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Another knock-off --  bluejay

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Sold on eBay: Baltimore oriole

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Sold on eBay: Canada goose

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Comparison of two blue jays.  Top is knock-off, bottom is Takahashi.  Some difference from the front:
- coloration, and paint on the T is more sophisticated in style
- wing on the K-O has some relief while the T is smooth
- branch on the K-O is straight while the T is crooked and more natural


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Back comparison of the knock-off (top) and Takahashi (bottom).  Most important thing to note is the use of screws to affix the pin back on the KO versus the push pins on the T.  The T is signed, but this was inconsistent.

According to Carol Takahashi, her grandmother only put her initials on "hte best" birds.


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My Takahashi bird tree made by my honey for my birthday.  Still plenty of room for more birds!

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Another view of the bird tree in its corner -- real wood trunk!

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Takahashi owl

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Takahashi Green Kingfisher

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Takahashi roadrunner.

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Takahashi ?

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Takahashi female Scarlett Tanager.

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Takahashi Goose

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Takahashi robin.

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Takahashi red-headed woodpecker.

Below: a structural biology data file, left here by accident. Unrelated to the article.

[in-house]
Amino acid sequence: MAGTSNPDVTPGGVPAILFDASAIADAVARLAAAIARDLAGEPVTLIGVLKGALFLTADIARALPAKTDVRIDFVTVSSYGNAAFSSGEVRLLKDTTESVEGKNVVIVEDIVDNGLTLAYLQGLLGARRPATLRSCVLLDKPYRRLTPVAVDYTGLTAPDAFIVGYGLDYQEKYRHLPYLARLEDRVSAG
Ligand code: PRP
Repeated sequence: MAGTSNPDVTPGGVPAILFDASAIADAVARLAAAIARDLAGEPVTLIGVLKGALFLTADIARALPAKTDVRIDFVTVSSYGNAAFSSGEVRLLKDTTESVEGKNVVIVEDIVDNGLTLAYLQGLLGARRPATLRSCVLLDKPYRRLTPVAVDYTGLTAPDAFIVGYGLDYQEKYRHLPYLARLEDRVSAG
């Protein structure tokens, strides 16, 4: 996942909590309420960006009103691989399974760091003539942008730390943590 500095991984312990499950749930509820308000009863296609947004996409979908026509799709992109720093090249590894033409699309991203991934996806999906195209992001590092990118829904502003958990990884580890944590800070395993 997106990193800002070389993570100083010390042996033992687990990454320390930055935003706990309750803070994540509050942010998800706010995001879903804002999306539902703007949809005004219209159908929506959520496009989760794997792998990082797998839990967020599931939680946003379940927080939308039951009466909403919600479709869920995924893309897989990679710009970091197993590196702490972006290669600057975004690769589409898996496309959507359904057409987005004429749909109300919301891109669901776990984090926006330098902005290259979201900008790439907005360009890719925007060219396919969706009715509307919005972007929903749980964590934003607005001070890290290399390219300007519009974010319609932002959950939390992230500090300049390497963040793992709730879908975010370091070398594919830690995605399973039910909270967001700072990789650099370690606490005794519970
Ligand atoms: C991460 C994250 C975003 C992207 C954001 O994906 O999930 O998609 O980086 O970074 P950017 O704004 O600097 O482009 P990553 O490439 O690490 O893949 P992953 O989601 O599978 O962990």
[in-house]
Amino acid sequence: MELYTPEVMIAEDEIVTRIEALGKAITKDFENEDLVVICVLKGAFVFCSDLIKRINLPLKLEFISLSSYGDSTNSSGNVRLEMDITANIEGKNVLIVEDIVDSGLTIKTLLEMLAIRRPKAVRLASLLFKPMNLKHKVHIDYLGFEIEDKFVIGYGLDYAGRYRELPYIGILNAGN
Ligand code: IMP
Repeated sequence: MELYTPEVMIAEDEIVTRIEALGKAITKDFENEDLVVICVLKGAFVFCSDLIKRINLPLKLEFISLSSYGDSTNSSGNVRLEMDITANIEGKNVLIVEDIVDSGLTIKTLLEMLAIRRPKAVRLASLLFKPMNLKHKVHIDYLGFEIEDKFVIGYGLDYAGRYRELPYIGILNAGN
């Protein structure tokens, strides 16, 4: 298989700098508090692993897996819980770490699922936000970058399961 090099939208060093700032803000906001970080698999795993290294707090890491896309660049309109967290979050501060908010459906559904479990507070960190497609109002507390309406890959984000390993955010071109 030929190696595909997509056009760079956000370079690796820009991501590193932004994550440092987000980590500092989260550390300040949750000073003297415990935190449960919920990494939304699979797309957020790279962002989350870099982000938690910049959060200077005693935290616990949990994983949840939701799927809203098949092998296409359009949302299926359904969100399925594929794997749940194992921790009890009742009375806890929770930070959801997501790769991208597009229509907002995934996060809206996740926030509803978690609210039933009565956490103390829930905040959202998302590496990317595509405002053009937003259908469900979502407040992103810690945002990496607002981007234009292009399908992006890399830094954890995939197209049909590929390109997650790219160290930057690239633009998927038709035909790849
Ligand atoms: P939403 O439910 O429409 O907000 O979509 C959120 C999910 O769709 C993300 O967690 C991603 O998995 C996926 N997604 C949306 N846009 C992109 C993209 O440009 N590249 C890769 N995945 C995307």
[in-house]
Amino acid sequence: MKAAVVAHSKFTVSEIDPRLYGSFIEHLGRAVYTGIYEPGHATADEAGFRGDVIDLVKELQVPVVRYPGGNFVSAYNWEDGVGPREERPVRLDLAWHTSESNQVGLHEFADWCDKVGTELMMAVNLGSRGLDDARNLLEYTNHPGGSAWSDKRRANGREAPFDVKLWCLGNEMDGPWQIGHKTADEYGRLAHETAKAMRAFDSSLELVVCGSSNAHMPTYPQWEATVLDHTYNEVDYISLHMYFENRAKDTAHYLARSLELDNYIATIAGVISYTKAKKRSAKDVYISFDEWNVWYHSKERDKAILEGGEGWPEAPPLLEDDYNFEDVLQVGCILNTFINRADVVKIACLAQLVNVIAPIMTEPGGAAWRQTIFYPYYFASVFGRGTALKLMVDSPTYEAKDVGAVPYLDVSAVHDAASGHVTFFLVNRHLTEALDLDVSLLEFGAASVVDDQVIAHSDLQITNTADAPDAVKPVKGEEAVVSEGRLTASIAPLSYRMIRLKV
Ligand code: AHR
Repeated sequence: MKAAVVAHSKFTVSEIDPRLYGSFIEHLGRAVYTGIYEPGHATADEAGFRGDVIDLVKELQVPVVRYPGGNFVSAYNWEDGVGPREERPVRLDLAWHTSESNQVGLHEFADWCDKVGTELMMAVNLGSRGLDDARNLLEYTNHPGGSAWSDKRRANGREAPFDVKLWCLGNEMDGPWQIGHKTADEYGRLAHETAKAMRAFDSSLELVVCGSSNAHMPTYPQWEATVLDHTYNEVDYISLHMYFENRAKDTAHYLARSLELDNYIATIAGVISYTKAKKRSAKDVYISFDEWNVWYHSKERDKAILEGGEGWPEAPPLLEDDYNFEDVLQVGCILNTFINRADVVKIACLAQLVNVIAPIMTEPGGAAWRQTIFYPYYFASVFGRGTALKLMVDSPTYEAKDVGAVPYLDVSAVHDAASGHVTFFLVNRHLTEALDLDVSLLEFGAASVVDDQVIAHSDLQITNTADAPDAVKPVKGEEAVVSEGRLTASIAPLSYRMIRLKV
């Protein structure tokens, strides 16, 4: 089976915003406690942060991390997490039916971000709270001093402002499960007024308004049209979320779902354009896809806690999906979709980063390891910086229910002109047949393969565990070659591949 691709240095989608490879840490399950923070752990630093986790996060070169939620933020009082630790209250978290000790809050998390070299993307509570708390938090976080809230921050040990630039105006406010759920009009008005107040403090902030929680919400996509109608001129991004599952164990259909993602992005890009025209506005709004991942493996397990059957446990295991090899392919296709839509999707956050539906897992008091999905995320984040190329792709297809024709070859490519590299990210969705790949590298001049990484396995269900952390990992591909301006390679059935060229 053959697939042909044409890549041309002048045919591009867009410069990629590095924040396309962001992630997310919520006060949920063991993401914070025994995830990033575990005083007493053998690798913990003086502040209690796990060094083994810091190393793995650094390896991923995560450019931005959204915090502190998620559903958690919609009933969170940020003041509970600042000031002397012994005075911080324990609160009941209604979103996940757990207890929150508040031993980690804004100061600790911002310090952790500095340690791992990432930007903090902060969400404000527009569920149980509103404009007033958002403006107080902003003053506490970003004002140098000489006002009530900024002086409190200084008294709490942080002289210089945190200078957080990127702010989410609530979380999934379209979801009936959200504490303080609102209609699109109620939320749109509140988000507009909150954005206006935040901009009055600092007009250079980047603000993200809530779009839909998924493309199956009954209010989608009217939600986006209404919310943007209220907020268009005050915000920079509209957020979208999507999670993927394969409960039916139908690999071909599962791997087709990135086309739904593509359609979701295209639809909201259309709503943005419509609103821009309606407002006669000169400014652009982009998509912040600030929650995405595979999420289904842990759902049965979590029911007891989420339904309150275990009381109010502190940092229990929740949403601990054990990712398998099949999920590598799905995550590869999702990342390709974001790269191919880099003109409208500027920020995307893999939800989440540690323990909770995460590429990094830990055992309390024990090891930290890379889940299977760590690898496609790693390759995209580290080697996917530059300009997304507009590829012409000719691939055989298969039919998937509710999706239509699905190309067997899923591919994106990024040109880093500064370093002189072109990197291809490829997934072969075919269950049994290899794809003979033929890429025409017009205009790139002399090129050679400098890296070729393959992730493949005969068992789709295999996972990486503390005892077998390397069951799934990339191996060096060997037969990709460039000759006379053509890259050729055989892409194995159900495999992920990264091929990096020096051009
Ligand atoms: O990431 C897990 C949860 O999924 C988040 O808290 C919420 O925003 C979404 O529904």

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Takahashi Blue Jay with reddish belly feathers.  Marked K.T. 1980.

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Takahashi Golden Crown Kinglet

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Takahashi gray owl.

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Takahashi Kingfisher (facing right).

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Takahashi Lady Pheasant marked K.T. 1981.

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Takahashi Ring-Necked Pheasant marked K.T. 1981.

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Takahashi Meadowlark marked K.T.  1981.

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Takahashi pink Cockatoo marked K.T.

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Takahashi Female Thrush.

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Takahashi Male Thrush.

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Takahashi Wren marked K.T.  Unusual with its cocked head.

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Takahashi Rivoli Hummingbird marked K.T. 1982.

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Takahashi male Fairy Wren

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Takahashi blue jay earrings

RARE!


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Takahashi Stellar Jay

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Unusual mark of bird's name.  Rarely found.

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Takahashi Quail

Rare, larger size.


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Back showing KT initials, which were used on the birds considered to be of the highest quality.